Heavy rains collapse 10 historic buildings in Yemeni capital

SANAA, Yemen: Heavy rains lashing Yemen’s capital of Sanaa, which dates back to ancient times, have in recent days collapsed 10 buildings in the Old City, the country’s Houthi rebels said Wednesday.
At least 80 other buildings have been heavily damaged in the rains and are in need of urgent repairs, said the rebels, who have controlled Sanaa since the outbreak of Yemen’s civil war more than eight years ago.
The Old City of Sanaa is a UNESCO World Heritage site, and the area believed to have been inhabited for more than 2 millennia. Its architecture is unique, with foundations and first stories built of stone, and subsequent stories out of brick — deemed to be some of the world’s first high-rises.
The buildings have red brick facades adorned with white gypsum molding in ornate patterns, drawings comparisons to gingerbread houses — a style that has come to symbolize Yemen’s capital. Many of the houses are still private homes and some are more than 500 years old.
In a statement, Abdullah Al-Kabsi, the culture minister in the Houthi administration, said the rebels are working with international organizations and seeking help in dealing with the destruction. There were no immediate reports of dead or injured from the collapses.
The houses had withstood centuries but this season’s intense rains have proved too much for the iconic structures. Bricks and wooden beams now make for massive piles of rubble in between still-standing structures.
The rains show no signs of letting up.
“I get scared when I hear the rain and pray to God because I am afraid that my house will collapse over me,” Youssef Al-Hadery, a resident of the Old City said.


Yemen has enough wheat for two-and-a-half months, document shows

Yemen has enough wheat for two-and-a-half months, document shows
Updated 10 August 2022

Yemen has enough wheat for two-and-a-half months, document shows

Yemen has enough wheat for two-and-a-half months, document shows
  • Yemen imports 90 percent of its food, and 45 percent of its wheat needs came from Ukraine and Russia
  • Importers are unable to store significant amounts of wheat due to infrastructure limitations at Yemeni ports

ADEN: Yemen has secured enough wheat to cover two-and-a-half months of consumption, a commerce ministry document dated Aug. 4 showed, as global disruptions and local currency instability risk deepening the war-torn country’s hunger crisis.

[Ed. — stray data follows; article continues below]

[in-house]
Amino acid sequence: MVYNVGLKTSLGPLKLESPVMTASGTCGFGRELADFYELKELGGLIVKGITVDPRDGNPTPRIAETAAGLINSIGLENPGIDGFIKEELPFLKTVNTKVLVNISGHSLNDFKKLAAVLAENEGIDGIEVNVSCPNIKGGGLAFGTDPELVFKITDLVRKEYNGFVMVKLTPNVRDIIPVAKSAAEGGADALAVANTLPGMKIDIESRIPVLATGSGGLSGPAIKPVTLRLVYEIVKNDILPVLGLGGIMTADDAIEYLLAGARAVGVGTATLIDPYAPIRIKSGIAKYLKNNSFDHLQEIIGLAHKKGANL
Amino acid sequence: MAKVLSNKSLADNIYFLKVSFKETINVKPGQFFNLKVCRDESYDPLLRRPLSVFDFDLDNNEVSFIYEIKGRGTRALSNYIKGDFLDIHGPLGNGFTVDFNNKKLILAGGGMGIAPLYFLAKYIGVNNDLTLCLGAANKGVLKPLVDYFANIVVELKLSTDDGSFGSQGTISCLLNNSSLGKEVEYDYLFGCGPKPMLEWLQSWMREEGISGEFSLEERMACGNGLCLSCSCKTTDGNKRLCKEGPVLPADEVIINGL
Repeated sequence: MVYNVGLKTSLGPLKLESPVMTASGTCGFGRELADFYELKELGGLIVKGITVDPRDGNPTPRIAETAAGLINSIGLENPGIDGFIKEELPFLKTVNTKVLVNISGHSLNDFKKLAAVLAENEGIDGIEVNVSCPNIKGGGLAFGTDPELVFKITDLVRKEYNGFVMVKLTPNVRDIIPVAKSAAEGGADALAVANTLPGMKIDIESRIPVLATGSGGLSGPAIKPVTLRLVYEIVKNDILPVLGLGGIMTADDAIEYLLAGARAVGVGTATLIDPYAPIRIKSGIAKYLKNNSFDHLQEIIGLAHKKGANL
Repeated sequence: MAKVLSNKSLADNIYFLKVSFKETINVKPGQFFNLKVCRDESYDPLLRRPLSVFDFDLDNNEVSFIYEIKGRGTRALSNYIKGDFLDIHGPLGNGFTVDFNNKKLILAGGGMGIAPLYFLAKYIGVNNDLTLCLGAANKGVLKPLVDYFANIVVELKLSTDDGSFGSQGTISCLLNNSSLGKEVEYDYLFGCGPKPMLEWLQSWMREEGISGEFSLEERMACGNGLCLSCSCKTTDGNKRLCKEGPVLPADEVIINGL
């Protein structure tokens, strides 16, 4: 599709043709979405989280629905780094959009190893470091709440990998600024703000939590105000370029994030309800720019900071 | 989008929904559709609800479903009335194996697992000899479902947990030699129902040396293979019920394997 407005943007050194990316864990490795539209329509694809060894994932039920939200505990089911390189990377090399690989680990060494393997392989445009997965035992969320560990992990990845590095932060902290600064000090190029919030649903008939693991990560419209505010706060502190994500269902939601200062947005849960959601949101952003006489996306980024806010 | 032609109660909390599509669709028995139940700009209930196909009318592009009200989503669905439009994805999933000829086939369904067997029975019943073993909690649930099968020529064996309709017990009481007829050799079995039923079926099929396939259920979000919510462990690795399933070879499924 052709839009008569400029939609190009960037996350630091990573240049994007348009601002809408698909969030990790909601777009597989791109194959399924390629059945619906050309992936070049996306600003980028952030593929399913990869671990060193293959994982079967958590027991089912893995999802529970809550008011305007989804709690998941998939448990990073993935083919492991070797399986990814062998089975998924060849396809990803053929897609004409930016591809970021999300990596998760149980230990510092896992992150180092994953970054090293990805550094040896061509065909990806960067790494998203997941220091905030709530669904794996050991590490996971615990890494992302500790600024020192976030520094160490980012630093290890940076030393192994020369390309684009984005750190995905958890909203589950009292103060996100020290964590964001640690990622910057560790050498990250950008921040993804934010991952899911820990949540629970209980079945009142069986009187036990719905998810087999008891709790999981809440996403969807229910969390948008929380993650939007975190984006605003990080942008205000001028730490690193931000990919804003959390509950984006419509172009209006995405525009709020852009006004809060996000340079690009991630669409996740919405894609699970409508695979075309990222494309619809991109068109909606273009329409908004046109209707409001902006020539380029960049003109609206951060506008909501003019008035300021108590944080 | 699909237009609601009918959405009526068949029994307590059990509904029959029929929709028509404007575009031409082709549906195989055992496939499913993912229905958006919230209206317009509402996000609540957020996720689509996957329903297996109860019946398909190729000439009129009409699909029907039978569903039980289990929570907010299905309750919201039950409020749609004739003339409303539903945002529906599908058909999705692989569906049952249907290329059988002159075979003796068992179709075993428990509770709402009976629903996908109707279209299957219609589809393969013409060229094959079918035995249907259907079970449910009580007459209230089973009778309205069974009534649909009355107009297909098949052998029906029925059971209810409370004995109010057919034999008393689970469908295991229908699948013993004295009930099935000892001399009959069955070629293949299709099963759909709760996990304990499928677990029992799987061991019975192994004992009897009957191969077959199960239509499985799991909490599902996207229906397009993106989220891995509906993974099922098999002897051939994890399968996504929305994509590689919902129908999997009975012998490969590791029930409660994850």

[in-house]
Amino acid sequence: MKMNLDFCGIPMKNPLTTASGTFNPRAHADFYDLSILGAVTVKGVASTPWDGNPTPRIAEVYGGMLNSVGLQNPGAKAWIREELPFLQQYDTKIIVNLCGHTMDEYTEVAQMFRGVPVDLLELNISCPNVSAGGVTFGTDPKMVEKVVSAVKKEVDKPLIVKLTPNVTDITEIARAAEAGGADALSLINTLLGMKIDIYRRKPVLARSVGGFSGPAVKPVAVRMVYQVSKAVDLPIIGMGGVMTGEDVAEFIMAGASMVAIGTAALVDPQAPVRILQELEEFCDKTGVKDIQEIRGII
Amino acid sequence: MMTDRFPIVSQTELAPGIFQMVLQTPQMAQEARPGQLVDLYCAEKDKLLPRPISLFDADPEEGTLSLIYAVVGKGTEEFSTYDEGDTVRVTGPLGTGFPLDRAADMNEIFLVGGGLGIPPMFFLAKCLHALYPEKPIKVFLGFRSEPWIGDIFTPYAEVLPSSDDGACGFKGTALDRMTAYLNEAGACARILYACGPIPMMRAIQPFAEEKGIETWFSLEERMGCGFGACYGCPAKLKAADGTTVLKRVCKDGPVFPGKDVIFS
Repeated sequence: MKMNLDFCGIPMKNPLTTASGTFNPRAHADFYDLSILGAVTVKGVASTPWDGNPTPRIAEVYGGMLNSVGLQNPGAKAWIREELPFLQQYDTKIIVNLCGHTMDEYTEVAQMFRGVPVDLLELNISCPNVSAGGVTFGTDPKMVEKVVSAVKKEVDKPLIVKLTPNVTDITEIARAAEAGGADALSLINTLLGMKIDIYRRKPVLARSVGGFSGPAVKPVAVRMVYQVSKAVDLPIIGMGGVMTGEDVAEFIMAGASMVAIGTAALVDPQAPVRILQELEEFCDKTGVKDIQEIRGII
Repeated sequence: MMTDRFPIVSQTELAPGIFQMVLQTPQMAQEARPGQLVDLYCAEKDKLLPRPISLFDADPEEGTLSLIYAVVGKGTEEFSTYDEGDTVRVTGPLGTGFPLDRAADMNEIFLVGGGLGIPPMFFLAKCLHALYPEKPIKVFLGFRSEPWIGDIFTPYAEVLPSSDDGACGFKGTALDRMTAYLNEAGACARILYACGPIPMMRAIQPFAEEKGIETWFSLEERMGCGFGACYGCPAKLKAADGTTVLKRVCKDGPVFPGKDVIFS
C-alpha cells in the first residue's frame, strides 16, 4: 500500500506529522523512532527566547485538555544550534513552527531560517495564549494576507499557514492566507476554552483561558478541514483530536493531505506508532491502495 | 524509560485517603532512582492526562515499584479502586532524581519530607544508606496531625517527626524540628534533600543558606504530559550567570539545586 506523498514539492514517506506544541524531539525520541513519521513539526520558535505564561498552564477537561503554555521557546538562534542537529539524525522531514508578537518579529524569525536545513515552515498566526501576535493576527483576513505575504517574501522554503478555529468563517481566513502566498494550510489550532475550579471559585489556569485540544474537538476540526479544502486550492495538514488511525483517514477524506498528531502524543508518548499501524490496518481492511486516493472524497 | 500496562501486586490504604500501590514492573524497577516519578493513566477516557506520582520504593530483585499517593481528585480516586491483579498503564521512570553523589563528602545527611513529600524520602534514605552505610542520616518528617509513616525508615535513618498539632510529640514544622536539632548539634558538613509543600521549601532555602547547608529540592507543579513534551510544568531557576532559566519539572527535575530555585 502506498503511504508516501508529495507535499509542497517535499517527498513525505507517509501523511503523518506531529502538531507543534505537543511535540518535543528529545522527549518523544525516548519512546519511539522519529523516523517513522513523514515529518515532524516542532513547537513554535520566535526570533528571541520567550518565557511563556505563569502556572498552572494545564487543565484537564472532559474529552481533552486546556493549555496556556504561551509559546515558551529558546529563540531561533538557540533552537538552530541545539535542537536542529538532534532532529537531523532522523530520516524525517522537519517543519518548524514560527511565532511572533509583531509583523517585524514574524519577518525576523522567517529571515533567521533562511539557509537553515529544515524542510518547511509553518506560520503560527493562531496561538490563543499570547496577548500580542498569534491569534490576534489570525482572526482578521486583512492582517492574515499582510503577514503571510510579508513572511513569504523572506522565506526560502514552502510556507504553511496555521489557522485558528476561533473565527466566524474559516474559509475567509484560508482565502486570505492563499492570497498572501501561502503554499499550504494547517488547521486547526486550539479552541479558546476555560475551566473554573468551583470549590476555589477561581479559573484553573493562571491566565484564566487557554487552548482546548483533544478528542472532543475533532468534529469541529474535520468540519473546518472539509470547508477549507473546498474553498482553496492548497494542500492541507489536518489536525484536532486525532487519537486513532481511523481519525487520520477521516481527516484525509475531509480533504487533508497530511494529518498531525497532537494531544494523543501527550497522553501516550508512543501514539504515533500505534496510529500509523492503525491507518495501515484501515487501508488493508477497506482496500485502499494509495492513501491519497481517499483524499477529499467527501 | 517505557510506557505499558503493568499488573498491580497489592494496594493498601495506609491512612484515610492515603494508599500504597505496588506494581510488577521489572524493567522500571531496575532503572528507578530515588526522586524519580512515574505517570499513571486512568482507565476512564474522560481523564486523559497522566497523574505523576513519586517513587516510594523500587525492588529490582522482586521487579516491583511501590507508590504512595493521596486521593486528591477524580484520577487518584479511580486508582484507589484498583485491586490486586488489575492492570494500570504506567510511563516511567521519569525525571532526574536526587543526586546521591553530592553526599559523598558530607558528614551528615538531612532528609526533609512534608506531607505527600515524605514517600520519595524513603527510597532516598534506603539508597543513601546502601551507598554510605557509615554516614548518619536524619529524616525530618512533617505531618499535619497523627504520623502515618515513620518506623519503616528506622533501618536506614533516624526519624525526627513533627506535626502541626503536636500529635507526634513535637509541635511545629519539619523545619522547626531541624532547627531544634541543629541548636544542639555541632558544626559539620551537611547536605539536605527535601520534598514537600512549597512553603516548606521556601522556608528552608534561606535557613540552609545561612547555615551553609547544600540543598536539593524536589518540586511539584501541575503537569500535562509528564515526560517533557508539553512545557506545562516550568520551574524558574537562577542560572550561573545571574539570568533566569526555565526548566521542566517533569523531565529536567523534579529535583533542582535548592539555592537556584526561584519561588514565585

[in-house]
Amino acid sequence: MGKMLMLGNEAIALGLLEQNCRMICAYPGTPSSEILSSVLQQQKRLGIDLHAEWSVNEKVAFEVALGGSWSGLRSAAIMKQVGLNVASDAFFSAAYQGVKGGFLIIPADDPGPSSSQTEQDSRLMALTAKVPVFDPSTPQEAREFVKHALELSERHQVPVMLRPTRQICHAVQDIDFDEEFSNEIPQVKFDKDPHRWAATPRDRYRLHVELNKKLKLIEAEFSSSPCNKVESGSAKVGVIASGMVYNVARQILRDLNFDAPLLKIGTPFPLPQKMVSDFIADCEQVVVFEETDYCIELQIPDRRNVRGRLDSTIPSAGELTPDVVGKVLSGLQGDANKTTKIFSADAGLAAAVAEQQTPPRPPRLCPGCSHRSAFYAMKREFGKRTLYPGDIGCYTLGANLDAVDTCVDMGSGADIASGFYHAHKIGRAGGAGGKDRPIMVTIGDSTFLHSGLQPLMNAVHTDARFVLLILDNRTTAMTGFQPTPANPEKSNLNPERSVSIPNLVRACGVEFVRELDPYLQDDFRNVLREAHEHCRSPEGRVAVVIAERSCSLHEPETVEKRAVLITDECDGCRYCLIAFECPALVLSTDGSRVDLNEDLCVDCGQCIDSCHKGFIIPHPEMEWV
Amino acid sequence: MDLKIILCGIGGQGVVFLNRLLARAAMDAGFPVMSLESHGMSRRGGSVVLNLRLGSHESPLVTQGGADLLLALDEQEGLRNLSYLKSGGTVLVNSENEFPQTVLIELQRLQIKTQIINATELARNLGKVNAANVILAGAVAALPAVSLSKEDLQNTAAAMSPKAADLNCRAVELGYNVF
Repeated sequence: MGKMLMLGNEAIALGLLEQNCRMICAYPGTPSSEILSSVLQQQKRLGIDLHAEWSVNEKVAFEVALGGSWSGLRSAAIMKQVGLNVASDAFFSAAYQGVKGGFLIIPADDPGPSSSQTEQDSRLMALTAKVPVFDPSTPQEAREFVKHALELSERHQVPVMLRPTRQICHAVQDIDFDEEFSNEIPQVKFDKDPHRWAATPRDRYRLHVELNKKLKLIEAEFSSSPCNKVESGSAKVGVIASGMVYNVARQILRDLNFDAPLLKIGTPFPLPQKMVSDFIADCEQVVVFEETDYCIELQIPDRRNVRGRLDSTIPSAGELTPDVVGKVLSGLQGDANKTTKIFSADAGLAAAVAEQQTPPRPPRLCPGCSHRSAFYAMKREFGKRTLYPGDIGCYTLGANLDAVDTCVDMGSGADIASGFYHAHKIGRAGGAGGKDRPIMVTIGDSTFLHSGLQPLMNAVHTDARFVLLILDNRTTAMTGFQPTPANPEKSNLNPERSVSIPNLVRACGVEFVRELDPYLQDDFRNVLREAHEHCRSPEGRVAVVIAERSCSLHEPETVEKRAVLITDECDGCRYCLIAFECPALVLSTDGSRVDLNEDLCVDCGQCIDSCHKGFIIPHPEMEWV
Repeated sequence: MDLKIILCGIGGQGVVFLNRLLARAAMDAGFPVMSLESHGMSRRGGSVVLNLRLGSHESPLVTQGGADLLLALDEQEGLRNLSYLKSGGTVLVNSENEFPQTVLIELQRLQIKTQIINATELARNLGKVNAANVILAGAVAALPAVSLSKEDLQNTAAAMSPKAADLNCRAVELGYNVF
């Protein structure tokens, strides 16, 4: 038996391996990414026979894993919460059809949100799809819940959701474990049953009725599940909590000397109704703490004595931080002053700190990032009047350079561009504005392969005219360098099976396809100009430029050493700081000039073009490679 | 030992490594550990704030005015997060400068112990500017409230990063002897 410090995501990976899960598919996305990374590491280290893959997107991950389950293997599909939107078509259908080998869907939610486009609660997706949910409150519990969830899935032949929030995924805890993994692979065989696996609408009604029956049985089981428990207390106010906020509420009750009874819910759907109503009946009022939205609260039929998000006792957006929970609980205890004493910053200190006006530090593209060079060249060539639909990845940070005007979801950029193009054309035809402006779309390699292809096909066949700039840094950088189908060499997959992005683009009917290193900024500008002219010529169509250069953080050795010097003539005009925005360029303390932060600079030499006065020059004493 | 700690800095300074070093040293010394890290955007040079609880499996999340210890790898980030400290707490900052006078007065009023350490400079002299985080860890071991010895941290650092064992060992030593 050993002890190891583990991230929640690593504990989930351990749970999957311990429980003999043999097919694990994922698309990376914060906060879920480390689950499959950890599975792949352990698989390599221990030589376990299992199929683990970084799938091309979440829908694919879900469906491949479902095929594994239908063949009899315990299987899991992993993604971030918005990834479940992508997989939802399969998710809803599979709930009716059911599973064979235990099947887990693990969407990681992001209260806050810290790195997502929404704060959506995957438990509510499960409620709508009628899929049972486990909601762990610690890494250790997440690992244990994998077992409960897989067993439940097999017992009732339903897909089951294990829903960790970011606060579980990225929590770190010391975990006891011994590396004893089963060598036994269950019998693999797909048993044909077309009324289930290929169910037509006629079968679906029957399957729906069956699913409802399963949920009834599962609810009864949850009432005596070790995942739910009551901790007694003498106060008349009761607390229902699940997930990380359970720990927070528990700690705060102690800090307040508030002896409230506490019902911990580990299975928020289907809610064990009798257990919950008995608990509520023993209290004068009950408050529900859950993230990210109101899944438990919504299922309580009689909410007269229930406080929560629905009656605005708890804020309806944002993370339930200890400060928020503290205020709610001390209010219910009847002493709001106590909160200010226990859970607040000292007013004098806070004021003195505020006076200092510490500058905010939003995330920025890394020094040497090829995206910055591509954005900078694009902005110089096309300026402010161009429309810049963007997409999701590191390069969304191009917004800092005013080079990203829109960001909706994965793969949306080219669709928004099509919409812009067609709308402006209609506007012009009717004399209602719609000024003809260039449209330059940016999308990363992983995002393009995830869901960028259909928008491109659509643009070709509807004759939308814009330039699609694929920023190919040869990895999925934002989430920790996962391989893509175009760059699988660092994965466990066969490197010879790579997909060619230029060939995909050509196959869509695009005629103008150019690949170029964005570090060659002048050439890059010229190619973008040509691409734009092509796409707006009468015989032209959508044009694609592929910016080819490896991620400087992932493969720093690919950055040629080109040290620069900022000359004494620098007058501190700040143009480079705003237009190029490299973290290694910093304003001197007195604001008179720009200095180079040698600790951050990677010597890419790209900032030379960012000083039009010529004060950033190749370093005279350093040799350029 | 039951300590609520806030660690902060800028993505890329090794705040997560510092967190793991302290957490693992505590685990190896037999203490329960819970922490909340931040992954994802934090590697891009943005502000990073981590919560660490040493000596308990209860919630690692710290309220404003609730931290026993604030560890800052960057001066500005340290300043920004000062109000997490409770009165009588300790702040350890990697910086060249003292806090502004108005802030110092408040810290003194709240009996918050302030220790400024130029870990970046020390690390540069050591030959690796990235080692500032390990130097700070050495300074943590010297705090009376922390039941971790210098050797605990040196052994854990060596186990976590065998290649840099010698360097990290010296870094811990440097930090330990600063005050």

A review by the internationally recognized government in Aden showed 176,400 tons of wheat available — 70,400 stockpiled and 106,000 booked for August/September delivery — according to the document.
This is in addition to 32,300 tons of wheat available from the United Nations, which feeds some 13 million people a month in Yemen, the document showed.
Yemen is grappling with a dire humanitarian crisis that has left millions hungry in the seven-year conflict that divided the country and wrecked the economy. Yemen imports 90 percent of its food, and 45 percent of its wheat needs came from Ukraine and Russia.
HSA Group, one of Yemen’s largest food conglomerates, said it had booked around 250,000 tons of wheat from Romania and France, sufficient to supply the market until mid-October, and that it is looking to secure a further 110,000 tons.
“Following the announcement of the Ukraine grain deal, we are currently looking to secure Ukrainian wheat for the Yemeni market if it remains affordable and accessible,” an HSA spokesperson, who declined to be named, told Reuters.
The United Nations and Turkey brokered a deal last month to restart exports from Ukraine, cut off since Russia’s February invasion, which could ease grain shortages that have driven up global prices. So far, however, there have not been any shipments of wheat.
Yemeni importers are unable to store significant amounts of wheat due to infrastructure limitations at Yemen ports and the country’s limited storage capacity, the HSA spokesperson said, and therefore the firm books new shipments every 2-3 weeks depending on availability and global prices.
Another issue facing importers is Yemen’s foreign reserves shortage and a serious devaluation of the currency in some parts of the country, where food price inflation has soared.
The Aden-based central bank has put in place an auction mechanism to ease access to foreign currency, but no import financing mechanism is currently in place to support the market.